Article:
Foreign Policy mag’s War on Error article spends a good deal of time parsing the relationship between Al Qaeda and its affiliates. Most of the wordage in the article is unnecessary.
Al Qaeda, as we know it, was always meant as a base, the core that it takes its name from, a revolutionary vanguard to inspire a worldwide movement. The current situation is what it wanted all along.
The article similarly treats the fact that Al Qaeda is moving from terrorism to a larger scale insurgency as a significant revelation. It’s not.
This is the standard path for terrorist groups which begin with terrorist attacks and then try to carve out territories they control and recruit larger forces so that they can become guerrilla movements. All this has already happened with Hamas and Hezbollah.
Lefty critics have tried to make hay out of Al Qaeda’s unstable command structure suggesting that it doesn’t really exist. Again, a brief look at the history of terrorist and insurgent groups shows that this is more common than not. Al Qaeda has never been all that stable. It was always patched together and that’s true of a lot of non-Muslim terrorist groups as well.
Terrorism however is a tactic. Al Qaeda is not conflicted about whether it’s a terrorist group the way that Western pundits are. It sees itself as a classic Jihadist fighting group which uses terrorism and more conventional armed warfare as ways to achieve its religious goals.
Whether Al Qaeda engages in terrorism or armed insurgency depends on context, not identity or philosophy. Al Qaeda doesn’t yet have the manpower and firepower to engage in an insurgency in the UK or the US, so it engages in terrorism. It does have the manpower in Iraq, Syria and Yemen so it engages in something closer to armed warfare.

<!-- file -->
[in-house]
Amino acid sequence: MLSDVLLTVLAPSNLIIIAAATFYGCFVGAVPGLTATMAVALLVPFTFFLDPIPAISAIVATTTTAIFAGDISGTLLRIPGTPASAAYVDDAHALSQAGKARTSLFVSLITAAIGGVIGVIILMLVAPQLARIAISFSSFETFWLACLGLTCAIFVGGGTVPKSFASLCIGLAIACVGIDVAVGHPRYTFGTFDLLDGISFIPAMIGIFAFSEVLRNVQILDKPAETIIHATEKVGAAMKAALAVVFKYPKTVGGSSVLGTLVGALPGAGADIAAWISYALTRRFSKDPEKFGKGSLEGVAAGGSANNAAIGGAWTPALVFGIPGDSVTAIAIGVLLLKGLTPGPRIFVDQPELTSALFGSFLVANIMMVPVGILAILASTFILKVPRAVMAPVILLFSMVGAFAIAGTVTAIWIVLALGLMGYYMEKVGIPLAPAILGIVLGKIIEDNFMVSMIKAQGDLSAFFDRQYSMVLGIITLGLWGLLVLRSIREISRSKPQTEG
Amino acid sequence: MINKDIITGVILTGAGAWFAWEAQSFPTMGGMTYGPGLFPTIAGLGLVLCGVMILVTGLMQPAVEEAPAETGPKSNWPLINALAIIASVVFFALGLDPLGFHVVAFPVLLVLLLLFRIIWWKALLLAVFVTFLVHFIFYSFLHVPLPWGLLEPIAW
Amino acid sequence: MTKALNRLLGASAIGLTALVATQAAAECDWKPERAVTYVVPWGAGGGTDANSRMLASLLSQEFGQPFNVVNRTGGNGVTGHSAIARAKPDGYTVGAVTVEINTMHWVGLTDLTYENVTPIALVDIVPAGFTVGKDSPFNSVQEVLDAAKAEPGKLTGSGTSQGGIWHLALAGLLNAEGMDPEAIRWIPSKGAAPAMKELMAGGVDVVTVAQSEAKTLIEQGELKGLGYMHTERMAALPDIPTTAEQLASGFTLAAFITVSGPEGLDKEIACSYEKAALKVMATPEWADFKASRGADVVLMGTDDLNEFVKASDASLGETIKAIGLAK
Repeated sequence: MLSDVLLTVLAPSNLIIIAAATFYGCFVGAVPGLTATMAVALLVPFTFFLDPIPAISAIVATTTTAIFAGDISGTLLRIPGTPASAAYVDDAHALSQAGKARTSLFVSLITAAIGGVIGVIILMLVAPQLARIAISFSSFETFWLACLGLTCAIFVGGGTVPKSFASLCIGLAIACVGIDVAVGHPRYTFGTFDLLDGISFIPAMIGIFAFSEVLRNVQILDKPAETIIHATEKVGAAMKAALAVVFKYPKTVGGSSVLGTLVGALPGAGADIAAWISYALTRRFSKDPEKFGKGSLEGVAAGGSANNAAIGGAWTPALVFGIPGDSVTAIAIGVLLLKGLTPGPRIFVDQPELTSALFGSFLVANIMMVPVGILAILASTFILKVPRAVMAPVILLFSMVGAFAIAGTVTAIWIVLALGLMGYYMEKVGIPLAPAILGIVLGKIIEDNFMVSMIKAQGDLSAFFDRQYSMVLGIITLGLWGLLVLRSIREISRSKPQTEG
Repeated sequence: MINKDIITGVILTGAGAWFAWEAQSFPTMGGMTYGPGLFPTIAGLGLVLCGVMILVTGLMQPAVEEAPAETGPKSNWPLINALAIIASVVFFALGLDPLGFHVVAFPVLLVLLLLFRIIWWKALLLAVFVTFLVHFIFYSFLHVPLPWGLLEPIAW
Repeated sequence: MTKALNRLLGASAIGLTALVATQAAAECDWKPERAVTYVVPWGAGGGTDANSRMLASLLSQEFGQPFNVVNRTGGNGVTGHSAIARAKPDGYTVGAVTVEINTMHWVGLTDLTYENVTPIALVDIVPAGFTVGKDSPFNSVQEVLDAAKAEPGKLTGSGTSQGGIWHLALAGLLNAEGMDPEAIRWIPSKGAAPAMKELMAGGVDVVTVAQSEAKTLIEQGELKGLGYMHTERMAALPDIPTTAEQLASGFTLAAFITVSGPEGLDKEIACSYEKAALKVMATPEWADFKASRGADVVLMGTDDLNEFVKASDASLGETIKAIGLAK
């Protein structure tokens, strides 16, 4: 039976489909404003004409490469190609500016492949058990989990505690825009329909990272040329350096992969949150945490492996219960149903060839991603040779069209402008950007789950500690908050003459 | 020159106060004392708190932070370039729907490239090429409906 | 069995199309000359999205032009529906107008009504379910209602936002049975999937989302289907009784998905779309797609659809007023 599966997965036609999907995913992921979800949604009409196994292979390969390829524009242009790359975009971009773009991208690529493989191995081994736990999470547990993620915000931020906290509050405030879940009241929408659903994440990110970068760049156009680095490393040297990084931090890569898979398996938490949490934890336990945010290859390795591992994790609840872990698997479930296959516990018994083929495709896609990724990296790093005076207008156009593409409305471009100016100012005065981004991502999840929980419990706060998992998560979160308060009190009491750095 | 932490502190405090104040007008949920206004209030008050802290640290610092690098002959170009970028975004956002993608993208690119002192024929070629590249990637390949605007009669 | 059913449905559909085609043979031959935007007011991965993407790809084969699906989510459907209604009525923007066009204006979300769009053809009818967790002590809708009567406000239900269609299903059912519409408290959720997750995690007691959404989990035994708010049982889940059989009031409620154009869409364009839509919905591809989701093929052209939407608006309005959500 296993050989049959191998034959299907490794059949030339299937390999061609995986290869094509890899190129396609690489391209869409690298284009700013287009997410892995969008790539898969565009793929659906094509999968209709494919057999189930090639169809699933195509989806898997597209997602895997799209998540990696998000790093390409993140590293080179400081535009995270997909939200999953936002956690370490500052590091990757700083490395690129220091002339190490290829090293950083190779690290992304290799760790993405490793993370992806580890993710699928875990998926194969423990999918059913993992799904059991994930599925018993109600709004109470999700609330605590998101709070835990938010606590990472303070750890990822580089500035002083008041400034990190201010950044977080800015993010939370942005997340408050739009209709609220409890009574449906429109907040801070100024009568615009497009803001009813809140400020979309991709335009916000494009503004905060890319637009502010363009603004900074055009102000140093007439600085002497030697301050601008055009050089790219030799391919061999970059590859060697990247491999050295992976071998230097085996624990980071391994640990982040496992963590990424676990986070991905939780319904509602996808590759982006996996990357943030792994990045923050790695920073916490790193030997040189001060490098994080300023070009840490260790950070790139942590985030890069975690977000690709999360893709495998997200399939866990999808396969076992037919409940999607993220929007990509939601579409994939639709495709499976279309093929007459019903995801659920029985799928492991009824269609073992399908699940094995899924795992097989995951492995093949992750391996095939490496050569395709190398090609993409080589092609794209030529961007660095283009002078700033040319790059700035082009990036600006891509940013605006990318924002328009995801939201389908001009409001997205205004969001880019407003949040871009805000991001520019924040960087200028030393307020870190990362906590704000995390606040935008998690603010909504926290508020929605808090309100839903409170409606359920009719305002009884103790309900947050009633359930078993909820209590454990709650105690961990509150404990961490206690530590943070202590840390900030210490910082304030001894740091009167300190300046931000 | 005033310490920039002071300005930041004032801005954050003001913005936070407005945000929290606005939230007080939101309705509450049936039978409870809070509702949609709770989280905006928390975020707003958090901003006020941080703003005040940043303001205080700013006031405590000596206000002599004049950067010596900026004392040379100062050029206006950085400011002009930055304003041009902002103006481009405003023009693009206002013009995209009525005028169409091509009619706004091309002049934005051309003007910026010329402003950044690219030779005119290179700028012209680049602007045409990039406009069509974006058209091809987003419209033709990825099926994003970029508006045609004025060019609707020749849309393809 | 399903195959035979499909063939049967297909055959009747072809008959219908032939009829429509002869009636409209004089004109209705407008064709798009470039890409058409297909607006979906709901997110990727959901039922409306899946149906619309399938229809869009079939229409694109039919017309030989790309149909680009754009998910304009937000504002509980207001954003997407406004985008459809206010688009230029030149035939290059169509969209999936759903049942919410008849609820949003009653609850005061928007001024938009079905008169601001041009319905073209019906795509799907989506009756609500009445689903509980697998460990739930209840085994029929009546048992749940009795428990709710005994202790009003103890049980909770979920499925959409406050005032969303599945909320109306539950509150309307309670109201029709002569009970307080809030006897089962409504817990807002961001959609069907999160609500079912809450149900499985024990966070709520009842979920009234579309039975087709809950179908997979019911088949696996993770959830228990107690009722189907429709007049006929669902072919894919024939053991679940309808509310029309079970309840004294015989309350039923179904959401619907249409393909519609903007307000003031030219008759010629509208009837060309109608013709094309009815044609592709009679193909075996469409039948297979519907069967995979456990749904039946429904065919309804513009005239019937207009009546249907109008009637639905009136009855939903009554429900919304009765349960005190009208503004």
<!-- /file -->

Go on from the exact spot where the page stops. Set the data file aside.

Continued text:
The term terrorism carries special meaning for the West, but true Muslim armies don’t observe any human rights and commit atrocities regardless of whether they are setting off bombs while pretending to be civilians or moving in bands and beheading civilians. That’s the legacy of Mohammed’s murderous conquests.
Al Qaeda engages in terrorism, it engages in insurgency and it runs towns and villages like a government depending on how much power it has at a given time and place. Its goal is the latter. It wants to be a government. Terrorism and armed warfare are a means to taking over and imposing Islamic law.
These are all just different means of killing people.